Itaipava House

This small pavilion was designed as a weekend retreat for a young couple and their three children in a densely forested site at Itaipava, in the mountainous outskirts of Rio de Janeiro, Brazil.

The house, planned as an addition to the main family house of the property, was conceived as a place for recollection and introversion in the midst of the forest, for the congregation and conviviality of the reduced family nucleus apart from the busy activity of visitors and workers of the farm.

The design proposes a ground-floor pavilion of symmetrical composition and very simple construction – four structural walls of rammed earth and a flat roof in glued laminated timber (glulam). The plan is formed around an intimate family room, a central living area that functions as the heart of the house and connects directly to the private spaces, without corridors or dead areas, distributed in two wings: one exclusive for the parents and the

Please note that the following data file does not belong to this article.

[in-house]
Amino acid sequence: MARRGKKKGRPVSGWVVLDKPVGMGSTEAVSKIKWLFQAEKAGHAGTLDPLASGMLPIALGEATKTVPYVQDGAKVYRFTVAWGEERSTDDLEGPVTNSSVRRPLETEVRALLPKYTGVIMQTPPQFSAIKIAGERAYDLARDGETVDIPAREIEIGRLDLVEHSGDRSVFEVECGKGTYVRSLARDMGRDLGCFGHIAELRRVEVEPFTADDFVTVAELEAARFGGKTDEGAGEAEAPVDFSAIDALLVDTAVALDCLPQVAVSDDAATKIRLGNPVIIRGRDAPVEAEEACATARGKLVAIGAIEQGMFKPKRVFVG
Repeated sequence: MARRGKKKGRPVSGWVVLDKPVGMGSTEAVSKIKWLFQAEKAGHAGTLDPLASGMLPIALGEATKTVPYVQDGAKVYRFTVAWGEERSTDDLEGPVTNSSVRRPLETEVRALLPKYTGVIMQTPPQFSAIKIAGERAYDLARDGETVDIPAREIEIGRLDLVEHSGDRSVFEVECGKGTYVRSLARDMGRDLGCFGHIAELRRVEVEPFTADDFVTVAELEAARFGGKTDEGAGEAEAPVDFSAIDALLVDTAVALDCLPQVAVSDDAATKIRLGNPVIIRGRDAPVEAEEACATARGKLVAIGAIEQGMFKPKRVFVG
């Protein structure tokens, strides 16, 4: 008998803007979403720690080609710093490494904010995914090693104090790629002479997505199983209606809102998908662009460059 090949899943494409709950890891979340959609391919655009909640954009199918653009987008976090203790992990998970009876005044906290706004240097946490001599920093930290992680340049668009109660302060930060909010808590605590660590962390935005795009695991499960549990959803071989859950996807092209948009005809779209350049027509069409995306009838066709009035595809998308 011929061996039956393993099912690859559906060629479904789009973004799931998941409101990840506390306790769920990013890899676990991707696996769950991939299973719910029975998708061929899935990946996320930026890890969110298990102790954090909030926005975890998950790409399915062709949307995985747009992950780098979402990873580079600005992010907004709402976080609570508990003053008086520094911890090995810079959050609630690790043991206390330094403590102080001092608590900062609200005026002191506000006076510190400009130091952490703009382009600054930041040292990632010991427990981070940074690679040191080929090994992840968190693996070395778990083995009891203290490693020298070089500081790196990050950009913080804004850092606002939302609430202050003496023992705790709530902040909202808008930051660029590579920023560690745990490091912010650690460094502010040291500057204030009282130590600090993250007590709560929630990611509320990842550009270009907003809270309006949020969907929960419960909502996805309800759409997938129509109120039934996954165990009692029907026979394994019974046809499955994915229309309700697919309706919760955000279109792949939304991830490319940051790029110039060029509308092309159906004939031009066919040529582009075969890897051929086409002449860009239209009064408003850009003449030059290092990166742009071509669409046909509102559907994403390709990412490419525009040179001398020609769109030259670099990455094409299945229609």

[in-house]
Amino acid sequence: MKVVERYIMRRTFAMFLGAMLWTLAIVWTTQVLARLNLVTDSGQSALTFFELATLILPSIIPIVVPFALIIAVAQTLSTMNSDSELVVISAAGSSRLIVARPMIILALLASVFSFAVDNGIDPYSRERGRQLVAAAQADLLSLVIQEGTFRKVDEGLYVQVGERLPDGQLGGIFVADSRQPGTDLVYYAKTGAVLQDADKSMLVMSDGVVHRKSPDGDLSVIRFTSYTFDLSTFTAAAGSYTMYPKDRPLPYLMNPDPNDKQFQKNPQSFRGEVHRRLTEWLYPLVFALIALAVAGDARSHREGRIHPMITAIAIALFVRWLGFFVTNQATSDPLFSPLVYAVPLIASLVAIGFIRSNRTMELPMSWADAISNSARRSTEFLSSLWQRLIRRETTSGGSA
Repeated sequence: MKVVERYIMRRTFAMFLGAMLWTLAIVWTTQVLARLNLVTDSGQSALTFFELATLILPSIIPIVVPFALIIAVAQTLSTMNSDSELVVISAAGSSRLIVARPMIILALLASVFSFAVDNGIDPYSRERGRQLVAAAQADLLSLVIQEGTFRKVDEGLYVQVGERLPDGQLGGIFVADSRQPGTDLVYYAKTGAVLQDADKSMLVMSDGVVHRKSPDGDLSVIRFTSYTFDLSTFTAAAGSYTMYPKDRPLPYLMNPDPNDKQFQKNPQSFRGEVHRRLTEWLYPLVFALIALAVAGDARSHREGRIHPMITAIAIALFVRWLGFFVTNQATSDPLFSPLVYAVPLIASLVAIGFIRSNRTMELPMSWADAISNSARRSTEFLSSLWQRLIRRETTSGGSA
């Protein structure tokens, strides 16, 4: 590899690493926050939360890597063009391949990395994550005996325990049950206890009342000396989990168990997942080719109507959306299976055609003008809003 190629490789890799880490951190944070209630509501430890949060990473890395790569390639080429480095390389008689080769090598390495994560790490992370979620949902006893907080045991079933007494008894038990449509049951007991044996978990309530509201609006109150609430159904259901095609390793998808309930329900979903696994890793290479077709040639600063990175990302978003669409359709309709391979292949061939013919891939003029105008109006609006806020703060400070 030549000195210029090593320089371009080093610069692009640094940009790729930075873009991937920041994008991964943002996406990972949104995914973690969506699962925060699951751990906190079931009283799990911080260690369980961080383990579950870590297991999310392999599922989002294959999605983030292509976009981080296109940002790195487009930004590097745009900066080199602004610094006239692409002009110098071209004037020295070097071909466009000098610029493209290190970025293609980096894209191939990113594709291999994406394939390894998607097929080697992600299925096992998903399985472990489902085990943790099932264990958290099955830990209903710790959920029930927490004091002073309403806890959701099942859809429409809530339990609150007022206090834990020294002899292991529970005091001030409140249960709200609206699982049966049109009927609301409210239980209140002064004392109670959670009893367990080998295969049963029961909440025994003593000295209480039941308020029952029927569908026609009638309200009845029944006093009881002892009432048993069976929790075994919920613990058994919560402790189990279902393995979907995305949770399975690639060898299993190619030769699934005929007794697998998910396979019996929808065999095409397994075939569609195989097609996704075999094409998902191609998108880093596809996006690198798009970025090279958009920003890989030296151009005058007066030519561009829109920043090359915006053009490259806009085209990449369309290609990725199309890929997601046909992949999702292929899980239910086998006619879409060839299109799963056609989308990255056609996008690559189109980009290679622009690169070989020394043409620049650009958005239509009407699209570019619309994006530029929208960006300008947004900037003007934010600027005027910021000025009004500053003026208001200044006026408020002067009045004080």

other for the three kids. The rooms are closed to the sides of the pavilion and open to its Northwest and Southeast ends in order to gain more privacy, while the extension of the supporting walls are crossed by the central void of the family room to fit views of the mountains of the region. The family room opens directly onto a mass of eucalyptus trees that characterizes this portion of the predominantly flat terrain.

The Glulam roof structure, whose span takes advantage of the maximum efficiency of this material, rests directly on the sturdy rammed earth walls. The high thermal inertia of the earth walls helps keeping the rooms warmer on cold winter evenings and cooler in hot summer days. The raw, heavy, exposed materiality of the earth, locally extracted from the site itself, contrasts to the lightweight transparent glass frames that cut trough the enclosed mass of the house. Light wood panels in a wood-frame system similar to traditional North- American wooden cabins make up the internal partitions, completing a quick-to-build, inexpensive and uncoated construction, where an atmosphere of warmth and refuge is provided by the natural qualities of the structural materials.

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